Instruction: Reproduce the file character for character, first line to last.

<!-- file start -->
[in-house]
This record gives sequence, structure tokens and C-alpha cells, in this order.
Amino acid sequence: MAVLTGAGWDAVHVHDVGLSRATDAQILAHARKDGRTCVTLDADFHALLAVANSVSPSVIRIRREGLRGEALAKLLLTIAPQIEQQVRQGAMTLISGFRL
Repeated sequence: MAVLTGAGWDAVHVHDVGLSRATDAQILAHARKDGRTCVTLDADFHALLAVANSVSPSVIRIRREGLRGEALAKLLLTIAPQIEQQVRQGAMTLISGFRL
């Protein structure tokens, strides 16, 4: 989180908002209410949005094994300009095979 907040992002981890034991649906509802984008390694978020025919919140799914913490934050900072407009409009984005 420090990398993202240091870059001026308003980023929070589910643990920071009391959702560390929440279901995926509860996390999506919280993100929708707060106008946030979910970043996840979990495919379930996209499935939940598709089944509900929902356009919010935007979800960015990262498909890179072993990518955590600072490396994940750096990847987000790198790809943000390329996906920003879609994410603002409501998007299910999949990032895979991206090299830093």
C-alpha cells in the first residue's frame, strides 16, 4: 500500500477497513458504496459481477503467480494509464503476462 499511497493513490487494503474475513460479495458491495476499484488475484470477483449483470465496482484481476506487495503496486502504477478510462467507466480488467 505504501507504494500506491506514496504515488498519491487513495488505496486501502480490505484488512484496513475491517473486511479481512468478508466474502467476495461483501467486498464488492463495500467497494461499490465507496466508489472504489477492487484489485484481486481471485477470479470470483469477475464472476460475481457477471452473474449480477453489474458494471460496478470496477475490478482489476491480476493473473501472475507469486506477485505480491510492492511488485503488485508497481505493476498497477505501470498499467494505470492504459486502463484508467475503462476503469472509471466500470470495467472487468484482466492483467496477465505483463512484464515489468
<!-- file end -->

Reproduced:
[in-house]
This record gives sequence, structure tokens and C-alpha cells, in this order.
Amino acid sequence: MAVLTGAGWDAVHVHDVGLSRATDAQILAHARKDGRTCVTLDADFHALLAVANSVSPSVIRIRREGLRGEALAKLLLTIAPQIEQQVRQGAMTLISGFRL
Repeated sequence: MAVLTGAGWDAVHVHDVGLSRATDAQILAHARKDGRTCVTLDADFHALLAVANSVSPSVIRIRREGLRGEALAKLLLTIAPQIEQQVRQGAMTLISGFRL
């Protein structure tokens, strides 16, 4: 989180908002209410949005094994300009095979 907040992002981890034991649906509802984008390694978020025919919140799914913490934050900072407009409009984005 420090990398993202240091870059001026308003980023929070589910643990920071009391959702560390929440279901995926509860996390999506919280993100929708707060106008946030979910970043996840979990495919379930996209499935939940598709089944509900929902356009919010935007979800960015990262498909890179072993990518955590600072490396994940750096990847987000790198790809943000390329996906920003879609994410603002409501998007299910999949990032895979991206090299830093």
C-alpha cells in the first residue's frame, strides 16, 4: 500500500477497513458504496459481477503467480494509464503476462 499511497493513490487494503474475513460479495458491495476499484488475484470477483449483470465496482484481476506487495503496486502504477478510462467507466480488467 505504501507504494500506491506514496504515488498519491487513495488505496486501502480490505484488512484496513475491517473486511479481512468478508466474502467476495461483501467486498464488492463495500467497494461499490465507496466508489472504489477492487484489485484481486481471485477470479470470483469477475464472476460475481457477471452473474449480477453489474458494471460496478470496477475490478482489476491480476493473473501472475507469486506477485505480491510492492511488485503488485508497481505493476498497477505501470498499467494505470492504459486502463484508467475503462476503469472509471466500470470495467472487468484482466492483467496477465505483463512484464515489468